A vulnerability driven approach to identify adverse climate and land use change combinations for critical hydrologic indicator thresholds: Application to a watershed in Pennsylvania, USA

R. Singh, T. Wagener, R. Crane, M. E. Mann, L. Ning

Research output: Contribution to journalArticle

49 Citations (Scopus)

Abstract

Large uncertainties in streamflow projections derived from downscaled climate projections of precipitation and temperature can render such simulations of limited value for decision making in the context of water resources management. New approaches are being sought to provide decision makers with robust information in the face of such large uncertainties. We present an alternative approach that starts with the stakeholder's definition of vulnerable ranges for relevant hydrologic indicators. Then the modeled system is analyzed to assess under what conditions these thresholds are exceeded. The space of possible climates and land use combinations for a watershed is explored to isolate subspaces that lead to vulnerability, while considering model parameter uncertainty in the analysis. We implement this concept using classification and regression trees (CART) that separate the input space of climate and land use change into those combinations that lead to vulnerability and those that do not. We test our method in a Pennsylvania watershed for nine ecological and water resources related streamflow indicators for which an increase in temperature between 3°C and 6°C and change in precipitation between -17% and 19% is projected. Our approach provides several new insights, for example, we show that even small decreases in precipitation (∼5%) combined with temperature increases greater than 2.5°C can push the mean annual runoff into a slightly vulnerable regime. Using this impact and stakeholder driven strategy, we explore the decision-relevant space more fully and provide information to the decision maker even if climate change projections are ambiguous.

Original languageEnglish (US)
Pages (from-to)3409-3427
Number of pages19
JournalWater Resources Research
Volume50
Issue number4
DOIs
StatePublished - Apr 2014

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land use change
vulnerability
watershed
streamflow
stakeholder
climate
temperature
water resource
decision making
runoff
land use
climate change
simulation
indicator
decision
test
parameter
water resources management
method
analysis

All Science Journal Classification (ASJC) codes

  • Water Science and Technology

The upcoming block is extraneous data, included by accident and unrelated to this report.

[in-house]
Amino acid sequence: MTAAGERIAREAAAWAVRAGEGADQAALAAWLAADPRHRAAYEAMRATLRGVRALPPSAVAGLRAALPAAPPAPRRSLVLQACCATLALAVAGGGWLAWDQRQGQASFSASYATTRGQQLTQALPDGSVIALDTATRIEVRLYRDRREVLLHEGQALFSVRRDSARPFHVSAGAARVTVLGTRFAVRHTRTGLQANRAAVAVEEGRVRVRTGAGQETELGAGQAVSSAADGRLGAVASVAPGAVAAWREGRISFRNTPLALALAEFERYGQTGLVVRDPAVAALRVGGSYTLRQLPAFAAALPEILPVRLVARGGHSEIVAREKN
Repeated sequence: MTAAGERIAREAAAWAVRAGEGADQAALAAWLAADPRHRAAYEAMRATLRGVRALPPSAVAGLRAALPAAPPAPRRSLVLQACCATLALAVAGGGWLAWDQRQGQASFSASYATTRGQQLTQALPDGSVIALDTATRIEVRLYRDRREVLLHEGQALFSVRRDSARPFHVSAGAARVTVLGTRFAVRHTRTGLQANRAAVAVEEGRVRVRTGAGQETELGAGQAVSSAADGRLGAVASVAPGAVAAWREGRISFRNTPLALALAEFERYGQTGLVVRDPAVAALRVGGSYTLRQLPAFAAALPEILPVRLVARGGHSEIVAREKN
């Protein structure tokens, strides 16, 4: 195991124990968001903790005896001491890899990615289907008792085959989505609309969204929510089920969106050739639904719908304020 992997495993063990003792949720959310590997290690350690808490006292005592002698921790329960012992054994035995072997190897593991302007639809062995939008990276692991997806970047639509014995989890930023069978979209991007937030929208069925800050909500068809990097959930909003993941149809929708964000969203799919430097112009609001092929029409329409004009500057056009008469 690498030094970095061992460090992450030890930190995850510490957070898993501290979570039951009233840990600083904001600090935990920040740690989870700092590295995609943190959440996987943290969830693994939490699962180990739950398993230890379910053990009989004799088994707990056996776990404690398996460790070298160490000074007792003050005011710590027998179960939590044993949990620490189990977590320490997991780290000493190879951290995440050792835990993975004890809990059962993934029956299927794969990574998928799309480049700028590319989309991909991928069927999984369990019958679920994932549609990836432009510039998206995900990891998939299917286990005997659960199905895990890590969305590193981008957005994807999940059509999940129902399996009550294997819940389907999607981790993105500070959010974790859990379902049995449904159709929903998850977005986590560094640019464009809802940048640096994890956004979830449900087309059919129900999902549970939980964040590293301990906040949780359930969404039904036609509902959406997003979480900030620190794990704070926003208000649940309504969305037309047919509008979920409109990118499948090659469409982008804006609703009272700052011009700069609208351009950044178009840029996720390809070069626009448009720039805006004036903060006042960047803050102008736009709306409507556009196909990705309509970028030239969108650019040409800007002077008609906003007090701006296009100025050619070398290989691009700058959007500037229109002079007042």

Cite this

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title = "A vulnerability driven approach to identify adverse climate and land use change combinations for critical hydrologic indicator thresholds: Application to a watershed in Pennsylvania, USA",
abstract = "Large uncertainties in streamflow projections derived from downscaled climate projections of precipitation and temperature can render such simulations of limited value for decision making in the context of water resources management. New approaches are being sought to provide decision makers with robust information in the face of such large uncertainties. We present an alternative approach that starts with the stakeholder's definition of vulnerable ranges for relevant hydrologic indicators. Then the modeled system is analyzed to assess under what conditions these thresholds are exceeded. The space of possible climates and land use combinations for a watershed is explored to isolate subspaces that lead to vulnerability, while considering model parameter uncertainty in the analysis. We implement this concept using classification and regression trees (CART) that separate the input space of climate and land use change into those combinations that lead to vulnerability and those that do not. We test our method in a Pennsylvania watershed for nine ecological and water resources related streamflow indicators for which an increase in temperature between 3°C and 6°C and change in precipitation between -17{\%} and 19{\%} is projected. Our approach provides several new insights, for example, we show that even small decreases in precipitation (∼5{\%}) combined with temperature increases greater than 2.5°C can push the mean annual runoff into a slightly vulnerable regime. Using this impact and stakeholder driven strategy, we explore the decision-relevant space more fully and provide information to the decision maker even if climate change projections are ambiguous.",
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